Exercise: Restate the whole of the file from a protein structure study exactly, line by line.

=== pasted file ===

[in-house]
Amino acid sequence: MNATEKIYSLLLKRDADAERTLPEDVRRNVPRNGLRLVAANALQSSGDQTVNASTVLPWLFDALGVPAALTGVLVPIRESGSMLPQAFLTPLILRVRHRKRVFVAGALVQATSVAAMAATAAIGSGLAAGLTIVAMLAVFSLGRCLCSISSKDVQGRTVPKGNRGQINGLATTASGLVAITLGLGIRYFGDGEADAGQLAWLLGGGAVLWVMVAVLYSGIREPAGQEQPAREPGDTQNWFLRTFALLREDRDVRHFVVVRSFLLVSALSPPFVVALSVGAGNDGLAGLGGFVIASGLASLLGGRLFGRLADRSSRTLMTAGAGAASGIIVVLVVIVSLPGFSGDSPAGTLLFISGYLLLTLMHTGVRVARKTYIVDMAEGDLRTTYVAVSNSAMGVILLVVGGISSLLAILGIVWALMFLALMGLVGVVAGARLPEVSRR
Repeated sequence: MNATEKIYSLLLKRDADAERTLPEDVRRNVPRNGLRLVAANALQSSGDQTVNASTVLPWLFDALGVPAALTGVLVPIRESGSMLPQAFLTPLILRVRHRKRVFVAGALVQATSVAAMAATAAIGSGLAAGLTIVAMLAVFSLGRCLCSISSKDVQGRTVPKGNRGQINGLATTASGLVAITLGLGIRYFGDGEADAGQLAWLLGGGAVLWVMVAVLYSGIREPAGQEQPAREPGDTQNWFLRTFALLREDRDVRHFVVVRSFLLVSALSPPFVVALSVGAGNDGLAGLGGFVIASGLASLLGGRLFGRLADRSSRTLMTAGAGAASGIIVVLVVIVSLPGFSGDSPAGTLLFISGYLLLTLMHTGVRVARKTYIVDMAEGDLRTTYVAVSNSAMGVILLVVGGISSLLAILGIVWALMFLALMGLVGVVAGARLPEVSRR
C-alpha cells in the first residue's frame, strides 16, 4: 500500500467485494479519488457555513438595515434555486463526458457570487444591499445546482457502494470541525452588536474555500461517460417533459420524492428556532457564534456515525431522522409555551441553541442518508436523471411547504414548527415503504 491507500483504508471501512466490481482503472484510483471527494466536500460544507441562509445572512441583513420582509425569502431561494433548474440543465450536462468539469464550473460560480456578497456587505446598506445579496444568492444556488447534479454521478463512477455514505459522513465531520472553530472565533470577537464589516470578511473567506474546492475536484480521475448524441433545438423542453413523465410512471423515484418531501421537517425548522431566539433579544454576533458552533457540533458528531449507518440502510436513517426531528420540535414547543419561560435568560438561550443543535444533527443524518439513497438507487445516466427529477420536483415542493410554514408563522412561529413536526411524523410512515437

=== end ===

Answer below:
[in-house]
Amino acid sequence: MNATEKIYSLLLKRDADAERTLPEDVRRNVPRNGLRLVAANALQSSGDQTVNASTVLPWLFDALGVPAALTGVLVPIRESGSMLPQAFLTPLILRVRHRKRVFVAGALVQATSVAAMAATAAIGSGLAAGLTIVAMLAVFSLGRCLCSISSKDVQGRTVPKGNRGQINGLATTASGLVAITLGLGIRYFGDGEADAGQLAWLLGGGAVLWVMVAVLYSGIREPAGQEQPAREPGDTQNWFLRTFALLREDRDVRHFVVVRSFLLVSALSPPFVVALSVGAGNDGLAGLGGFVIASGLASLLGGRLFGRLADRSSRTLMTAGAGAASGIIVVLVVIVSLPGFSGDSPAGTLLFISGYLLLTLMHTGVRVARKTYIVDMAEGDLRTTYVAVSNSAMGVILLVVGGISSLLAILGIVWALMFLALMGLVGVVAGARLPEVSRR
Repeated sequence: MNATEKIYSLLLKRDADAERTLPEDVRRNVPRNGLRLVAANALQSSGDQTVNASTVLPWLFDALGVPAALTGVLVPIRESGSMLPQAFLTPLILRVRHRKRVFVAGALVQATSVAAMAATAAIGSGLAAGLTIVAMLAVFSLGRCLCSISSKDVQGRTVPKGNRGQINGLATTASGLVAITLGLGIRYFGDGEADAGQLAWLLGGGAVLWVMVAVLYSGIREPAGQEQPAREPGDTQNWFLRTFALLREDRDVRHFVVVRSFLLVSALSPPFVVALSVGAGNDGLAGLGGFVIASGLASLLGGRLFGRLADRSSRTLMTAGAGAASGIIVVLVVIVSLPGFSGDSPAGTLLFISGYLLLTLMHTGVRVARKTYIVDMAEGDLRTTYVAVSNSAMGVILLVVGGISSLLAILGIVWALMFLALMGLVGVVAGARLPEVSRR
C-alpha cells in the first residue's frame, strides 16, 4: 500500500467485494479519488457555513438595515434555486463526458457570487444591499445546482457502494470541525452588536474555500461517460417533459420524492428556532457564534456515525431522522409555551441553541442518508436523471411547504414548527415503504 491507500483504508471501512466490481482503472484510483471527494466536500460544507441562509445572512441583513420582509425569502431561494433548474440543465450536462468539469464550473460560480456578497456587505446598506445579496444568492444556488447534479454521478463512477455514505459522513465531520472553530472565533470577537464589516470578511473567506474546492475536484480521475448524441433545438423542453413523465410512471423515484418531501421537517425548522431566539433579544454576533458552533457540533458528531449507518440502510436513517426531528420540535414547543419561560435568560438561550443543535444533527443524518439513497438507487445516466427529477420536483415542493410554514408563522412561529413536526411524523410512515437